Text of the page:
Feb. 7 (Bloomberg) -- Mexican consumer prices rose less than economists expected in January as falling farm prices softened the impact of new taxes on everything from potato chips to chocolates. Inflation-linked bond yields soared.
Prices climbed 0.89 percent from the previous month, the national statistics agency said, compared with the 0.97 percent median forecast of 20 analysts surveyed by Bloomberg. Annual inflation quickened to 4.48 percent from 3.97 percent, above the 4 percent upper limit of the target range. Core prices, which exclude energy and farm costs, gained 0.85 percent, less than the 0.89 percent forecast in a separate Bloomberg poll.
Banco de Mexico has said that a pick-up in inflation from new taxes isn’t spreading to the broader economy and that price increases will probably slow to within policy makers’ target range in the second quarter. Today’s inflation figure supports the view that the central bank won’t raise the benchmark interest rate this year as high inflation will be temporary, said Delia Paredes, Grupo Financiero Banorte SAB’s executive director for economic analysis.
“We don’t see Banxico moving rates in the foreseeable future,” Paredes said in an e-mailed response to questions. High inflation “won’t have a second-order effect on prices.”
The peso erased previous losses and was little changed at 13.2748 at 8:28 a.m. in Mexico City. The currency fell to its lowest level in 18 months on a closing basis earlier this week after the U.S. Federal Reserve said it would reduce the amount of bonds it purchases each month, sapping demand for assets from developing countries. A weak peso can pressure inflation by pushing up import prices.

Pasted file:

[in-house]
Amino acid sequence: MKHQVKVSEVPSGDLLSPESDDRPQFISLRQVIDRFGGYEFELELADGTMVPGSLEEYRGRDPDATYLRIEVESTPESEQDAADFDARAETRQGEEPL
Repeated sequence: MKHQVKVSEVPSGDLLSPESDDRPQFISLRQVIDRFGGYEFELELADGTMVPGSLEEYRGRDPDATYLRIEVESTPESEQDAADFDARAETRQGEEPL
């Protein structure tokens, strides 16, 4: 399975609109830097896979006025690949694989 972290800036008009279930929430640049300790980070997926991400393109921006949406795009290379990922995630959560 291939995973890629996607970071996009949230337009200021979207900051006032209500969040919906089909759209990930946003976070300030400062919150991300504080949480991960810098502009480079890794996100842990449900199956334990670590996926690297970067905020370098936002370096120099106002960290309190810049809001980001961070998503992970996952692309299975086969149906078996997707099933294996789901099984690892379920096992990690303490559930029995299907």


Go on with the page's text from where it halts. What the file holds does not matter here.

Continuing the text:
Fruits and Vegetables
Farm prices fell 0.67 percent in January from the previous month, with fruit and vegetable costs dropping 4.27 percent, the statistics institute said.
Even so, lime prices soared 45 percent as violence increased in the state of Michoacan, the nation’s second-biggest producer of the fruit, according to Barclays Plc and Bank of Nova Scotia. The government says lime prices have risen due to poor weather.
The yield on inflation-linked bonds due in 2016 rose 9 basis points to 0.99 percent. Twelve-month swaps rates fell three basis points to 4.00 percent, indicating traders see about a 76 percent probability Mexico will lift borrowing costs in 2014.
Economists see inflation ending the year above the 4 percent upper limit of the target range at 4.09 percent as economic growth recovers, according to a Feb. 6 central bank survey. Still, a majority of analysts expect Banxico to leave its key rate at a record-low 3.5 percent this year, according to the monthly poll. The economy will expand 3.4 percent after growing 1.2 percent in 2013, the survey shows.
The central bank left the overnight lending rate unchanged on Jan. 31 after cutting it three times last year, saying economic growth is picking up gradually and faster inflation will be transitory.
Finance Minister Luis Videgaray reaffirmed in a radio interview yesterday the government’s growth forecast of 3.9 percent for this year, even after recent economic indicators disappointed analysts.
Consumer confidence unexpectedly fell in January to 84.5, the lowest level since April 2010. The seasonally adjusted purchasing managers’ index for manufacturing also dropped to 49.7 in January from 50.3 the previous month, the Mexican Institute of Finance Executives reported this week. And the economic activity indicator slid 0.04 percent in November from a year earlier, according to the statistics institute.
“Inflation will remain subdued under a moderate recovery,” Marco Oviedo, chief Mexico economist at Barclays, said in an e-mailed response to questions before today’s report. The central bank would only raise rates this year “if the economy recovers strongly, inflation accelerates and the peso remains weak for a persistent period of time.”
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